You Probably Had No Idea These 5 Weird Things Can Make Your Food Taste Better

I'd say I've watched enough cooking shows on Food Network and Netflix to consider myself a novice foodie, and one of the lessons I've learned from hours of Chopped and Chef's Table is that presentation is super important in the food world. TBH, I always thought this was just a fancy, yet arbitrary requirement of reality food competitions and five-star restaurants, but according to new research, there's a real science behind the idea that you eat with your eyes first. In fact, there are a number of weird things that affect your taste buds, and it's not just limited to the way your food is arranged on your plate.

The new study, which has been published in the Journal of Food Science, revealed that your environment can affect how you taste certain foods. Here's how the experiment was done: According to ScienceDaily, food scientists from Cornell University gave 50 participants virtual reality (VR) headsets to wear, and three identical servings of blue cheese to taste. The participants had the chance to eat the blue cheese samples (though they didn't know the samples were all exactly the same) in three different VR settings: "a standard sensory booth, a pleasant park bench and the Cornell cow barn," as per ScienceDaily.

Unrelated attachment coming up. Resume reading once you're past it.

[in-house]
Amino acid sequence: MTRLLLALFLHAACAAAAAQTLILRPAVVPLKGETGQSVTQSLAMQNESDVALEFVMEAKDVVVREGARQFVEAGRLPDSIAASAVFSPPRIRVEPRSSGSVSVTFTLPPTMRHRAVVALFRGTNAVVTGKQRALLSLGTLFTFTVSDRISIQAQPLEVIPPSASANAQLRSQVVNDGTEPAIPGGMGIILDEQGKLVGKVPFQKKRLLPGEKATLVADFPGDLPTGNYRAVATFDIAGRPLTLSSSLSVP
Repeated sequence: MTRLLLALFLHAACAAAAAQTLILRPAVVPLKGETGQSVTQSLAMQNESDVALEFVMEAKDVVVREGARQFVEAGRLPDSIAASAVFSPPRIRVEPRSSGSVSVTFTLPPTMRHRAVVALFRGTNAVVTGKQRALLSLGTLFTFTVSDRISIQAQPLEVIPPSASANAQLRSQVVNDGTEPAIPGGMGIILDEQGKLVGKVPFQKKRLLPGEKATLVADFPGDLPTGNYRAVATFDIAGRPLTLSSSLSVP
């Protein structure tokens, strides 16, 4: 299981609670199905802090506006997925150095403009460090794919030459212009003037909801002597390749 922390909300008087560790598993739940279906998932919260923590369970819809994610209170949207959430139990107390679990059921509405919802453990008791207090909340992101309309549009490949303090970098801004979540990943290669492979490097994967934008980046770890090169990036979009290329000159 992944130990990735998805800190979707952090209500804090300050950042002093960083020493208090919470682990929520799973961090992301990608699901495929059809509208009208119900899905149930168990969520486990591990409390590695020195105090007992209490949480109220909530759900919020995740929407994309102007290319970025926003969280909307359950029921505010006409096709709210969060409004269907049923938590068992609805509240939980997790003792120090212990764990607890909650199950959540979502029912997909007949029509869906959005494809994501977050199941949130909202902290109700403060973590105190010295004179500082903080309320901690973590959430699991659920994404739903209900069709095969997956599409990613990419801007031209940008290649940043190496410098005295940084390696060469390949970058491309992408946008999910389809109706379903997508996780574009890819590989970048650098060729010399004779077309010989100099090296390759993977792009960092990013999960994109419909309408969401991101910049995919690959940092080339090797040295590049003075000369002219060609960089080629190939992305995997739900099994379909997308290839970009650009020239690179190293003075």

Although each blue cheese sample was identical to the others, the study found that the participants' experiences of the food changed based on their environment. In the cow barn VR experience, for instance, participants rated the blue cheese sample as significantly "more pungent" compared to the cheese they tasted in the other two VR settings. "We consume foods in surroundings that can spill over into our perceptions of the food," Robin Dando, associate professor of food science and senior author of the study, said in a statement, as per ScienceDaily. Isn't that so wild to think about?

Here are some other factors that might play a role in how much you enjoy your food — see for yourself if switching things up can make your meals taste even more delicious.